With a new year and decade upon us, it comes naturally to take stock of where we are, how far we’ve come, and at least ponder how we could make things better now that symbolic first week of January has come around.

Though we can certainly self-evaluate and commit to resolutions any month we choose, something has to be said for the feeling of a fresh start and its effect on our motivation levels. 


I encourage you to join me by evolving from the regular resolution-making this year and to delve into a full life-audit. This means a complete evaluation of how your life is going – what is going well, what needs to change, and how you can improve. 

Far from a chore, this process should be a therapeutic and self-affirming exercise. Self-improvement is self-care after all. Choose a moment of the day where you have few distractions, set up a quiet working space, play some calming music and take the time to truly reflect.  


It’s always good to start positive. If you keep a regular gratitude journal, then you will be no stranger to identifying and noting down the positive aspects of your life. What is it that makes you feel happy, appreciated, or proud? It could be a one-off achievement, experience or compliment. Or it could be a long-term blessing, a hobby, a person, or a talent you possess that you could appreciate more.

It comes with many benefits to actively point out what generates joy in your life. The act of physically writing them down forces you to pay them the attention that they deserve, shifting your focus and encouraging within you a deeper sense of gratitude and joy.

To begin your life audit, you should carry out this gratitude process for the year. Take it month by month if that’s easier. What good things have happened? What did you enjoy? What can you be grateful for? However big or small, if it makes you smile when you look back on it, then write it down.


Just as it’s important to recognize what is going well for you, you must train yourself to identify sources of negative energy in your life. This may sound simple enough. Sure, there are instances when a toxic person or habit is undeniably causing you harm.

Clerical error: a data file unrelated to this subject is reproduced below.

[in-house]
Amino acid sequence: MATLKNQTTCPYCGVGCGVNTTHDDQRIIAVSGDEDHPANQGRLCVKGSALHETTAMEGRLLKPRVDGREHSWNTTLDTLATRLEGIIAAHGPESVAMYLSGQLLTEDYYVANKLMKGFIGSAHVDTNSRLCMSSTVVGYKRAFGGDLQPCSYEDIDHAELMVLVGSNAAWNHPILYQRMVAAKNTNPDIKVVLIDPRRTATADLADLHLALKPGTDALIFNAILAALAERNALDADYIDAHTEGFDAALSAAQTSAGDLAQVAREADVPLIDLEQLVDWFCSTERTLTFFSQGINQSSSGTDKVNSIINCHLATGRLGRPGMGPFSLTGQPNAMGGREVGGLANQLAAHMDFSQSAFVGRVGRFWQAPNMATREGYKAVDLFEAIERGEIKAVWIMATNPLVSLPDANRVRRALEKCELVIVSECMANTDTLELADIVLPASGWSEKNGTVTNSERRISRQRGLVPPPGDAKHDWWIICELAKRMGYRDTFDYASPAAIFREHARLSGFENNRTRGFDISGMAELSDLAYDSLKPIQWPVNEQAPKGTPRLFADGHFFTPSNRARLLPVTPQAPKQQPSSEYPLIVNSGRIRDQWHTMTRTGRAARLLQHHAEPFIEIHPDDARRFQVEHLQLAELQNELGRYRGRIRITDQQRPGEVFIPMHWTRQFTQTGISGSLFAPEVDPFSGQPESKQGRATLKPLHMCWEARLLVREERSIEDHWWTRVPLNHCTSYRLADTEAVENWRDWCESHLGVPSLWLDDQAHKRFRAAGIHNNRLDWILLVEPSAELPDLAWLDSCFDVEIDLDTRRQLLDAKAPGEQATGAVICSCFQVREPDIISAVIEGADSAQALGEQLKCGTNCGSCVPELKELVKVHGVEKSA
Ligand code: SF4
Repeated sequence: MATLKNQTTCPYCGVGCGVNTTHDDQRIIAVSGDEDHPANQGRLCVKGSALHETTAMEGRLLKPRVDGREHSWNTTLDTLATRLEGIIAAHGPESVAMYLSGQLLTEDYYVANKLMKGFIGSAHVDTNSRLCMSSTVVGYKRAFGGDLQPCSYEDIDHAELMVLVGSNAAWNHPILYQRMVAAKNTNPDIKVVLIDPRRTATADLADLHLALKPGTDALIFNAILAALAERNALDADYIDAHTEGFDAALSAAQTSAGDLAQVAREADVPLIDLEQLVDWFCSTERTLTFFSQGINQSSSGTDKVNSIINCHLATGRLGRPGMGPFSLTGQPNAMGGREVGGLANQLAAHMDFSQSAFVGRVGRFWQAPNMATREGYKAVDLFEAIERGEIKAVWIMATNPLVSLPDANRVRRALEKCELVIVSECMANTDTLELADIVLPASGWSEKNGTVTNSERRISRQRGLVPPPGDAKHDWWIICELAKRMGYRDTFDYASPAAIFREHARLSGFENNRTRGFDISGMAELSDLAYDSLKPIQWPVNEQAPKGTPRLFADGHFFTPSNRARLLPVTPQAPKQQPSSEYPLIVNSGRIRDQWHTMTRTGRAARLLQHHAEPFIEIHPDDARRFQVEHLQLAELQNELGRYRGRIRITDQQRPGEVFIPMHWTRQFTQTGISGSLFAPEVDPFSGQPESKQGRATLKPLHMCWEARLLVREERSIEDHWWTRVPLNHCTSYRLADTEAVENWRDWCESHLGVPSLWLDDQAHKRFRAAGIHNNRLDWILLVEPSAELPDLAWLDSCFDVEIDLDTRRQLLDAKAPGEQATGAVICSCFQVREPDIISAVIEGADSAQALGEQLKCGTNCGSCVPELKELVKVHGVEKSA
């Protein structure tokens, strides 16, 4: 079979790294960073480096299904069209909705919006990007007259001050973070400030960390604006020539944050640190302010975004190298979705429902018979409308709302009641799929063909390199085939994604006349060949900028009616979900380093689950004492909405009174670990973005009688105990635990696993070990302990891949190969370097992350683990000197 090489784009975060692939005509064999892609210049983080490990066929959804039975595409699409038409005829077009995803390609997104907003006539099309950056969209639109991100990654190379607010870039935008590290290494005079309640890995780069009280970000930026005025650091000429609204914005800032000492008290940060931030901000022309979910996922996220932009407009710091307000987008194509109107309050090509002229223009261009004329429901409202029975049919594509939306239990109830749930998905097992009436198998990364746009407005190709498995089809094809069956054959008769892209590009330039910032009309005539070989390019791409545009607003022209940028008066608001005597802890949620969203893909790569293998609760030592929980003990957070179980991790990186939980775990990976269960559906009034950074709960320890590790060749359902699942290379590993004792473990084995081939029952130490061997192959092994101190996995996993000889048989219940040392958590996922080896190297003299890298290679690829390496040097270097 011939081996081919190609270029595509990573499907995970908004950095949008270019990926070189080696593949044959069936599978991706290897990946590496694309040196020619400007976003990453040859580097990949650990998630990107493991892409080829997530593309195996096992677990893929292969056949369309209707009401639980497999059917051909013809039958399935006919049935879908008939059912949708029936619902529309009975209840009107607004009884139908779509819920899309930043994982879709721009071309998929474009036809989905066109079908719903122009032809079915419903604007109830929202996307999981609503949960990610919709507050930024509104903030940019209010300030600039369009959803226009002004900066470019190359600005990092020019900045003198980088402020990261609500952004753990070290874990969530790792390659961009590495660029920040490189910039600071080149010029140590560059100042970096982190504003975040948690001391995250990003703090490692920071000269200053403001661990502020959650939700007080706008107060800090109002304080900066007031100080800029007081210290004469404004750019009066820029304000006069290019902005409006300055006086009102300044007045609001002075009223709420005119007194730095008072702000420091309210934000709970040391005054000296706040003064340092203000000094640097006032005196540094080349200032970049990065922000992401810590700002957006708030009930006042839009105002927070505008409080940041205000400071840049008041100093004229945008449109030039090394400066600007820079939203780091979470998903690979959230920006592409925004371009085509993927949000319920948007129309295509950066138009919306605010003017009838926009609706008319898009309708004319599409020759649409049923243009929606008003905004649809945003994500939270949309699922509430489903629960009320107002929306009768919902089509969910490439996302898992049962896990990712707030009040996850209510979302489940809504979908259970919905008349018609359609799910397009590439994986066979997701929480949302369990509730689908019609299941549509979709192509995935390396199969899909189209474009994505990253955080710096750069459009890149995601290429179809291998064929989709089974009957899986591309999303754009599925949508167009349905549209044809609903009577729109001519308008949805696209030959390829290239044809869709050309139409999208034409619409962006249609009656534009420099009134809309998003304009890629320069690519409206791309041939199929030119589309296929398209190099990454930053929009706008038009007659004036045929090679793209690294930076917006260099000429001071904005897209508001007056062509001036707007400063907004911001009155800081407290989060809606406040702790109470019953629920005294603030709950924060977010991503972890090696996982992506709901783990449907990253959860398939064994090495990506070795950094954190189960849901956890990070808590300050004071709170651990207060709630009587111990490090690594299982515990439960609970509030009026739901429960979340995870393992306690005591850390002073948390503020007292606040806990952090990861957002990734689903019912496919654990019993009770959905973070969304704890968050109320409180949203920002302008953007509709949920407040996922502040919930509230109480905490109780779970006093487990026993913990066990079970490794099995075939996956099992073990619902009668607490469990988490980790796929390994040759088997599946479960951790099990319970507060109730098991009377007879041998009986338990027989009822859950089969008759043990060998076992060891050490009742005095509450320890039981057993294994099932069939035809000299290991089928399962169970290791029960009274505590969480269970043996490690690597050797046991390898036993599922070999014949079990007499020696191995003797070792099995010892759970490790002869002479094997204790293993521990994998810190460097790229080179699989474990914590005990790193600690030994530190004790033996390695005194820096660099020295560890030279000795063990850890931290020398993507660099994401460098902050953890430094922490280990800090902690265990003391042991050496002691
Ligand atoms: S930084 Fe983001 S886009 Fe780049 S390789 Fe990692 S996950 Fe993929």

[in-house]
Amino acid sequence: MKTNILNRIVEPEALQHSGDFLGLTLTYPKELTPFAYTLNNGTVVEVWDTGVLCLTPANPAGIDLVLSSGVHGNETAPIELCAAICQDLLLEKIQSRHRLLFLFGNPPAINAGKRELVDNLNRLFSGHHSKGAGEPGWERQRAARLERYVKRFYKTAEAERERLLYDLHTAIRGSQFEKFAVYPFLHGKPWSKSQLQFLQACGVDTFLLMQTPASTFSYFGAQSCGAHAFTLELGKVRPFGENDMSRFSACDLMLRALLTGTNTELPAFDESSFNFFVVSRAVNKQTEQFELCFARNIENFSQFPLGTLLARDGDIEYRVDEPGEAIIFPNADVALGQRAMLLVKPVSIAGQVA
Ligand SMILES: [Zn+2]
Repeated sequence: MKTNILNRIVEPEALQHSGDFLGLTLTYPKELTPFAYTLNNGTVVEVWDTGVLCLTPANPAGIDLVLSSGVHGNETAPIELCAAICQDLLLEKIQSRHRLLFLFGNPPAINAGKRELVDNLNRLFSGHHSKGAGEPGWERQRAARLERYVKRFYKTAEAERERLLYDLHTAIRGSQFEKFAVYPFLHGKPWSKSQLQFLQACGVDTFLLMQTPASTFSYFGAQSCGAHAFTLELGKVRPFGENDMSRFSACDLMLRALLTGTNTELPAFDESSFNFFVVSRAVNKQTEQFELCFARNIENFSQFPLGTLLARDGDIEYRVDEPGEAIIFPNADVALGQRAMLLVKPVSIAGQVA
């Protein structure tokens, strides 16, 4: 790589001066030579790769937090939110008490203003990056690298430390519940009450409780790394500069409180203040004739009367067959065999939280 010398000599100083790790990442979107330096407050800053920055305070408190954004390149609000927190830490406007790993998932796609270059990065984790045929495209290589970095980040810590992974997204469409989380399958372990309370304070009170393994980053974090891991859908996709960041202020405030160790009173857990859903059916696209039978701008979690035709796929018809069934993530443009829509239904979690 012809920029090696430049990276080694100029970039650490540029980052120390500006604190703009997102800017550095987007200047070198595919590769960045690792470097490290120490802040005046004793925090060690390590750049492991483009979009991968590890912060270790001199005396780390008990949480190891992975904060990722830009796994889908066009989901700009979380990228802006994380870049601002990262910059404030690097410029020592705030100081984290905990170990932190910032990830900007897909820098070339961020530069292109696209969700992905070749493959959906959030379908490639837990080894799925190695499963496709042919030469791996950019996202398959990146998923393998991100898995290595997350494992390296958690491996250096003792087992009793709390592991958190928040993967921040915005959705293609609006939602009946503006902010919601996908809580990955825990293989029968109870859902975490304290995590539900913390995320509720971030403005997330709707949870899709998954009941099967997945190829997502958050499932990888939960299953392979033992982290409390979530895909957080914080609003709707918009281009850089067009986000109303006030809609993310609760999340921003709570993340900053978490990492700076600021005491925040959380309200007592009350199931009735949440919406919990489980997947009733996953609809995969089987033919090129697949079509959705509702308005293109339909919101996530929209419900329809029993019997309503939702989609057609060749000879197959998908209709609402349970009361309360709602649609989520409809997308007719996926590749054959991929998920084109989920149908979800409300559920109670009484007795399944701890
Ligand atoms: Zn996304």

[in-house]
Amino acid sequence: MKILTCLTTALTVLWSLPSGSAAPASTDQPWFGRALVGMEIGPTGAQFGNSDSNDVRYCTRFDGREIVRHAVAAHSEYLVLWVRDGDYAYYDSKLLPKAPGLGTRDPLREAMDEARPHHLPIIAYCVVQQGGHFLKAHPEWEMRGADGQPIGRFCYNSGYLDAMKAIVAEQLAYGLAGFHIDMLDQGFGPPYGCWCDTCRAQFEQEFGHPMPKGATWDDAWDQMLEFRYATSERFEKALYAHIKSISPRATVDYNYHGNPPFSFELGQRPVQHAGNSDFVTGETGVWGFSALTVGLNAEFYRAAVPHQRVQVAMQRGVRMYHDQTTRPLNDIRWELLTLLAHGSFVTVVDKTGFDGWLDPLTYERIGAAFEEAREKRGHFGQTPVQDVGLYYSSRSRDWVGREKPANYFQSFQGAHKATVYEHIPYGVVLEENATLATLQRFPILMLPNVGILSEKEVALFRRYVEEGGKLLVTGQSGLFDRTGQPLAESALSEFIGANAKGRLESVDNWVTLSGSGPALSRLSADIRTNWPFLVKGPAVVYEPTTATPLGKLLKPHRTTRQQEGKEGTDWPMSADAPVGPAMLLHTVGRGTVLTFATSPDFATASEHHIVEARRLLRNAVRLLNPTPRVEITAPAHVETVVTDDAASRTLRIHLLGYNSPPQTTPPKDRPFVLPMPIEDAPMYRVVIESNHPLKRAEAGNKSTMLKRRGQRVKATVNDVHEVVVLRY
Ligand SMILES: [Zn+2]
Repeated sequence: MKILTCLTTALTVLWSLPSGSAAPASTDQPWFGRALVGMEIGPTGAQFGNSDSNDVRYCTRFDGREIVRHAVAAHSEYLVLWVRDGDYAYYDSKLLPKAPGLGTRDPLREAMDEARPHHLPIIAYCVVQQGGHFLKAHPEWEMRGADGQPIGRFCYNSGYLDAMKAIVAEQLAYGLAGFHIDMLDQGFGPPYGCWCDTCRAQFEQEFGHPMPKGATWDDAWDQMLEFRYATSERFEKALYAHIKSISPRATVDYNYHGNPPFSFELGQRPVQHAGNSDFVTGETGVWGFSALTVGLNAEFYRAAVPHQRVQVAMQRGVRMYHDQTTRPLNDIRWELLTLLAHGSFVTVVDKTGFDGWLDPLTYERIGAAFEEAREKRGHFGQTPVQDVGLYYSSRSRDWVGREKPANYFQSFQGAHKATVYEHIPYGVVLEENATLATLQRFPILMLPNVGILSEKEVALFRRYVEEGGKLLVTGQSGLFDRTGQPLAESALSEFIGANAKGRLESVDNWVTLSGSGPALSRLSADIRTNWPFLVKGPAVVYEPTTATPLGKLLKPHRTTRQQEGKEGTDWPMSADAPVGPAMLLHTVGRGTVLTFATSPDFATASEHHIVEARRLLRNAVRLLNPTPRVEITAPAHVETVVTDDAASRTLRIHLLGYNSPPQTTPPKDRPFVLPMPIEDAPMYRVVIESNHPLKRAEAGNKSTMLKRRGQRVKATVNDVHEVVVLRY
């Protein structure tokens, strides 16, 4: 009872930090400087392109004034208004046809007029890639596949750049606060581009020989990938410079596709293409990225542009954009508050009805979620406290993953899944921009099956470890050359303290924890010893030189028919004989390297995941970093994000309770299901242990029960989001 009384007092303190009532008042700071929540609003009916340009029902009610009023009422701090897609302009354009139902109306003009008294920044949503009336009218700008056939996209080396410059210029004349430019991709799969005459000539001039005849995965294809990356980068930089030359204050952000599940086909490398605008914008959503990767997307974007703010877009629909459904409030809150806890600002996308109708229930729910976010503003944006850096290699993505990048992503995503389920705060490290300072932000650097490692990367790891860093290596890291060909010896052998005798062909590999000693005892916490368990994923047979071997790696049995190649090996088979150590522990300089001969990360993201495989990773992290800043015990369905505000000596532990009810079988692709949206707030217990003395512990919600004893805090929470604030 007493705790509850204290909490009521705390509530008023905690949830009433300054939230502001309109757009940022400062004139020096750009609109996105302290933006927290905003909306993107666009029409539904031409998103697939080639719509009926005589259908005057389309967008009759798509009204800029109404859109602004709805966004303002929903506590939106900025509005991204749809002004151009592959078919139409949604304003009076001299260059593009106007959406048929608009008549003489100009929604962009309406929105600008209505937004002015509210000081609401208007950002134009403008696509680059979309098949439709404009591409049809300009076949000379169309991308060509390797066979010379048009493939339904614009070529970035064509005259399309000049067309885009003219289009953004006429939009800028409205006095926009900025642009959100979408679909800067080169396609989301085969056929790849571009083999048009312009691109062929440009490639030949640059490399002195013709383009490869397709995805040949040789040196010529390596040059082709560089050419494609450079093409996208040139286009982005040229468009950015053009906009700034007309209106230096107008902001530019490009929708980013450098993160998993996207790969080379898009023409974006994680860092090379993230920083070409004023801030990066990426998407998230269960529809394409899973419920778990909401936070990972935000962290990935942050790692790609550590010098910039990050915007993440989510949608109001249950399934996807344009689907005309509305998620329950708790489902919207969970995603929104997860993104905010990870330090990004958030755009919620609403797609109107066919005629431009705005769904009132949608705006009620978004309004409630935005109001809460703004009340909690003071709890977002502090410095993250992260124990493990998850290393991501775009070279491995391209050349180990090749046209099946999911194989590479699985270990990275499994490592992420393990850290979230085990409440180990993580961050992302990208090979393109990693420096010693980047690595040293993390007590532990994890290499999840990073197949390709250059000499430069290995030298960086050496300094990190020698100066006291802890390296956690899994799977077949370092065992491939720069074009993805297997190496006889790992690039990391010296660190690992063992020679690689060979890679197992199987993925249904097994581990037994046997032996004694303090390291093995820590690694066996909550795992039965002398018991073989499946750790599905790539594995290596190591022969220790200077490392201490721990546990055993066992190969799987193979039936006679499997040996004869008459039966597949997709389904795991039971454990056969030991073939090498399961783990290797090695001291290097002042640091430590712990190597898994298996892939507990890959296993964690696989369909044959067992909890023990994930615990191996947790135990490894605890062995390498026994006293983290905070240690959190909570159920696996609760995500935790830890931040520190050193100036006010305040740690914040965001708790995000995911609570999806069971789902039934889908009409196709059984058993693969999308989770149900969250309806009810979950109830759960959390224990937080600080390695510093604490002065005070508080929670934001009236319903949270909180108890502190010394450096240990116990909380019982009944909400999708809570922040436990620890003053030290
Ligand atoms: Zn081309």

However, sometimes it is less obvious what’s draining your energy and holding you back. Whether an unfulfilling job, a toxic partner or a false friend, if something causes you any amount of unease – add it to the list.

You don’t necessarily need to quit your job or cut anybody out (though sometimes this can be the healthiest solution!) but you need to identify what exactly about this person or thing is bringing you anguish. Maybe it’s not the person or thing itself, but your current approach to them.


Most of us make resolutions each year along the lines of “eat healthier, work out more, learn a new skill…”  Sure, these can be great resolutions – but there’s a reason why they don’t usually last.

Rather than plucking a generic resolution out of nowhere, construct your own action plan on how you want these lists of positive and negative elements of your life to look in 12 months’ time. What “positives” do you hope to see there? What “negatives” can you work on striking through?

If it is your health that’s at the top of your priorities list for the new year – then that’s great. But don’t just settle for “eating healthier” or “working out more.” Be more specific. Maybe commit to cooking from scratch more, or try a new form of exercise. 

Maybe it’s confidence or inner happiness that you are seeking. If you are naturally on the more sensitive side, then pledge to adequately care for yourself and adjust your lifestyle to suit your temperament. That could mean learning to dismiss the opinions of others, putting aside more time to be by yourself or with your closest friends, or simply learning how to say no.


Here’s the thing: not everyone knows what they want to do in the next year or even in the next 6 months – and that’s fine. Life is unpredictable and should be exciting. And whether you prefer to plan or love to live spontaneously –  then you do you!

The life audit merely serves as a way to gasp clarity of how the elements of your life are affecting your overall wellbeing. You don’t necessarily have to plan everything out, but evaluating on a basic level what you want and don’t want can have a profound effect on your life satisfaction and state of mind.

If you’re on the more spontaneous side, set goals based on your inner yearnings rather than on job titles, numbers, or certificates. Commit to healthier choices, not a number on the scale. Specific milestones can be motivating for people on specific paths, but for most of us, chasing overall health, happiness, and wellbeing is where true fulfillment lies.


We are lying to ourselves if we pin too much on the year ahead, which only sets us up for more disappointment and irrational self-criticism

Instead of focusing on an endpoint or outcome, focus on the bigger picture: what changes can you make to feel happier and motivated day-to-day? It shouldn’t be about setting rules or punishing yourself, but rather a positive lifestyle re-balancing. It shouldn’t be a “new you” that you are chasing, but rather new opportunities which can make you feel more like yourself than you’ve ever felt.